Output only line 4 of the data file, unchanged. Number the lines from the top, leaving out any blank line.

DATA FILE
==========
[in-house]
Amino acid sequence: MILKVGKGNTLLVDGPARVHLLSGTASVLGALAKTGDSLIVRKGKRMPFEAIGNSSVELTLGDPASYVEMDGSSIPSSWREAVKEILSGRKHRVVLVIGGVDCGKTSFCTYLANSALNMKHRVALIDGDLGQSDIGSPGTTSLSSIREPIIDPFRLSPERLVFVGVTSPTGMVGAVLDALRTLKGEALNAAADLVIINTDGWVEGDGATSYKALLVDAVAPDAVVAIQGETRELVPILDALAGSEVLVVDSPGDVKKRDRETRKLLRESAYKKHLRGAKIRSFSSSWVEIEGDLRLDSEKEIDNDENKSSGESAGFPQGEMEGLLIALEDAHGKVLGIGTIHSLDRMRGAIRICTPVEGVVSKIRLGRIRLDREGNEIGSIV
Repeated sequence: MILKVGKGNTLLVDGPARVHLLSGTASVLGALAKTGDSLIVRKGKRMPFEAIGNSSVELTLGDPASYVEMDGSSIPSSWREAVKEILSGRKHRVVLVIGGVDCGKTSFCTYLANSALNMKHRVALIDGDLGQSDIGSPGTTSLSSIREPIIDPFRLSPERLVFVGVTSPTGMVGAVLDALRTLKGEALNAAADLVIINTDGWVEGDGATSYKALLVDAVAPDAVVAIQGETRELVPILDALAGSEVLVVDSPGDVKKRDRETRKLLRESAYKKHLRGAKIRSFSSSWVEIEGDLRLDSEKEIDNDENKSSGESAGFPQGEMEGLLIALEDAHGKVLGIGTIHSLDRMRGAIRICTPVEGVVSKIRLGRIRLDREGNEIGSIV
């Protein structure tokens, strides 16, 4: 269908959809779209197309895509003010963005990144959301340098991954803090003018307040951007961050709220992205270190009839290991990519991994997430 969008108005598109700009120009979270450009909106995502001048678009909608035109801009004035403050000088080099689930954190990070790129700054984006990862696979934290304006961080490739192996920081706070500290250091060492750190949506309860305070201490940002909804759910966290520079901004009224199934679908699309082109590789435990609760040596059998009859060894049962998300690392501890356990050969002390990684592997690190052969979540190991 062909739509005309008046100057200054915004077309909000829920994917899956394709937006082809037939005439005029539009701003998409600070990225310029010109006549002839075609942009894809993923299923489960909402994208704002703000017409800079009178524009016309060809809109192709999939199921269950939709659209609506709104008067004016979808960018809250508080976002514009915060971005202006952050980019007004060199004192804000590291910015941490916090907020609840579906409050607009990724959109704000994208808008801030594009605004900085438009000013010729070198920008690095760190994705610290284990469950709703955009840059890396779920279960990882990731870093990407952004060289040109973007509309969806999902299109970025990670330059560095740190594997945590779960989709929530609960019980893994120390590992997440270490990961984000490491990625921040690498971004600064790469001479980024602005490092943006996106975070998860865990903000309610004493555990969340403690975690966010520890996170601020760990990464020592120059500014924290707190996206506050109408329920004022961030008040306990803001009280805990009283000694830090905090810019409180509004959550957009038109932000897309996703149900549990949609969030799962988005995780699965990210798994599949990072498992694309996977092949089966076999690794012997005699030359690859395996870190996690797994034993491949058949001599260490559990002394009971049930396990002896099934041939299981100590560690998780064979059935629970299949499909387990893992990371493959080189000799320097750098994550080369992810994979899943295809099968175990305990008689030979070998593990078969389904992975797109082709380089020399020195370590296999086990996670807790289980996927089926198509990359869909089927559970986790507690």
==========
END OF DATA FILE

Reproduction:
């Protein structure tokens, strides 16, 4: 269908959809779209197309895509003010963005990144959301340098991954803090003018307040951007961050709220992205270190009839290991990519991994997430 969008108005598109700009120009979270450009909106995502001048678009909608035109801009004035403050000088080099689930954190990070790129700054984006990862696979934290304006961080490739192996920081706070500290250091060492750190949506309860305070201490940002909804759910966290520079901004009224199934679908699309082109590789435990609760040596059998009859060894049962998300690392501890356990050969002390990684592997690190052969979540190991 062909739509005309008046100057200054915004077309909000829920994917899956394709937006082809037939005439005029539009701003998409600070990225310029010109006549002839075609942009894809993923299923489960909402994208704002703000017409800079009178524009016309060809809109192709999939199921269950939709659209609506709104008067004016979808960018809250508080976002514009915060971005202006952050980019007004060199004192804000590291910015941490916090907020609840579906409050607009990724959109704000994208808008801030594009605004900085438009000013010729070198920008690095760190994705610290284990469950709703955009840059890396779920279960990882990731870093990407952004060289040109973007509309969806999902299109970025990670330059560095740190594997945590779960989709929530609960019980893994120390590992997440270490990961984000490491990625921040690498971004600064790469001479980024602005490092943006996106975070998860865990903000309610004493555990969340403690975690966010520890996170601020760990990464020592120059500014924290707190996206506050109408329920004022961030008040306990803001009280805990009283000694830090905090810019409180509004959550957009038109932000897309996703149900549990949609969030799962988005995780699965990210798994599949990072498992694309996977092949089966076999690794012997005699030359690859395996870190996690797994034993491949058949001599260490559990002394009971049930396990002896099934041939299981100590560690998780064979059935629970299949499909387990893992990371493959080189000799320097750098994550080369992810994979899943295809099968175990305990008689030979070998593990078969389904992975797109082709380089020399020195370590296999086990996670807790289980996927089926198509990359869909089927559970986790507690």